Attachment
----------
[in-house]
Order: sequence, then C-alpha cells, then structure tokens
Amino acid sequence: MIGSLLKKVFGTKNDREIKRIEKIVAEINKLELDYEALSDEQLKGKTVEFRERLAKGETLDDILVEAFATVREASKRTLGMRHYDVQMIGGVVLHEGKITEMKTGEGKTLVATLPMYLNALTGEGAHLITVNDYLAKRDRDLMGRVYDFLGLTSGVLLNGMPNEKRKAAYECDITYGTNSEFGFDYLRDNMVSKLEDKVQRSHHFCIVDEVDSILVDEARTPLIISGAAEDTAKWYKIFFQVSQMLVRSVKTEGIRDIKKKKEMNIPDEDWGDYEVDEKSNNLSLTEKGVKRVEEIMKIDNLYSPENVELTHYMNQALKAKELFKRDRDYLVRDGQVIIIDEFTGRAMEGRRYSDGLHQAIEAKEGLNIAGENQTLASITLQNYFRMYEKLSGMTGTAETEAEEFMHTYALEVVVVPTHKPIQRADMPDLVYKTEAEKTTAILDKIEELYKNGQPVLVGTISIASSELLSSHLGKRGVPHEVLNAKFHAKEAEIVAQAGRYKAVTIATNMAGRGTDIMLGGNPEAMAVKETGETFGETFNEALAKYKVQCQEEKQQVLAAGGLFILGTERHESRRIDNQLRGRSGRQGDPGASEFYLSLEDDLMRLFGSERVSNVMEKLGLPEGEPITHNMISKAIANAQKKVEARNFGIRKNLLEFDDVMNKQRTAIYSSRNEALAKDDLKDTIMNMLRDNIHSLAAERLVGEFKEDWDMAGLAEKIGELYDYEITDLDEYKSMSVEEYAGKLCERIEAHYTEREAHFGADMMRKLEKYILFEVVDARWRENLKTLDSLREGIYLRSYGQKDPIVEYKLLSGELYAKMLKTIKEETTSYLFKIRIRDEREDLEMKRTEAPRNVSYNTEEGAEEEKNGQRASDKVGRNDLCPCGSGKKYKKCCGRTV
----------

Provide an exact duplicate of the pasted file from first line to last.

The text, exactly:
[in-house]
Order: sequence, then C-alpha cells, then structure tokens
Amino acid sequence: MIGSLLKKVFGTKNDREIKRIEKIVAEINKLELDYEALSDEQLKGKTVEFRERLAKGETLDDILVEAFATVREASKRTLGMRHYDVQMIGGVVLHEGKITEMKTGEGKTLVATLPMYLNALTGEGAHLITVNDYLAKRDRDLMGRVYDFLGLTSGVLLNGMPNEKRKAAYECDITYGTNSEFGFDYLRDNMVSKLEDKVQRSHHFCIVDEVDSILVDEARTPLIISGAAEDTAKWYKIFFQVSQMLVRSVKTEGIRDIKKKKEMNIPDEDWGDYEVDEKSNNLSLTEKGVKRVEEIMKIDNLYSPENVELTHYMNQALKAKELFKRDRDYLVRDGQVIIIDEFTGRAMEGRRYSDGLHQAIEAKEGLNIAGENQTLASITLQNYFRMYEKLSGMTGTAETEAEEFMHTYALEVVVVPTHKPIQRADMPDLVYKTEAEKTTAILDKIEELYKNGQPVLVGTISIASSELLSSHLGKRGVPHEVLNAKFHAKEAEIVAQAGRYKAVTIATNMAGRGTDIMLGGNPEAMAVKETGETFGETFNEALAKYKVQCQEEKQQVLAAGGLFILGTERHESRRIDNQLRGRSGRQGDPGASEFYLSLEDDLMRLFGSERVSNVMEKLGLPEGEPITHNMISKAIANAQKKVEARNFGIRKNLLEFDDVMNKQRTAIYSSRNEALAKDDLKDTIMNMLRDNIHSLAAERLVGEFKEDWDMAGLAEKIGELYDYEITDLDEYKSMSVEEYAGKLCERIEAHYTEREAHFGADMMRKLEKYILFEVVDARWRENLKTLDSLREGIYLRSYGQKDPIVEYKLLSGELYAKMLKTIKEETTSYLFKIRIRDEREDLEMKRTEAPRNVSYNTEEGAEEEKNGQRASDKVGRNDLCPCGSGKKYKKCCGRTV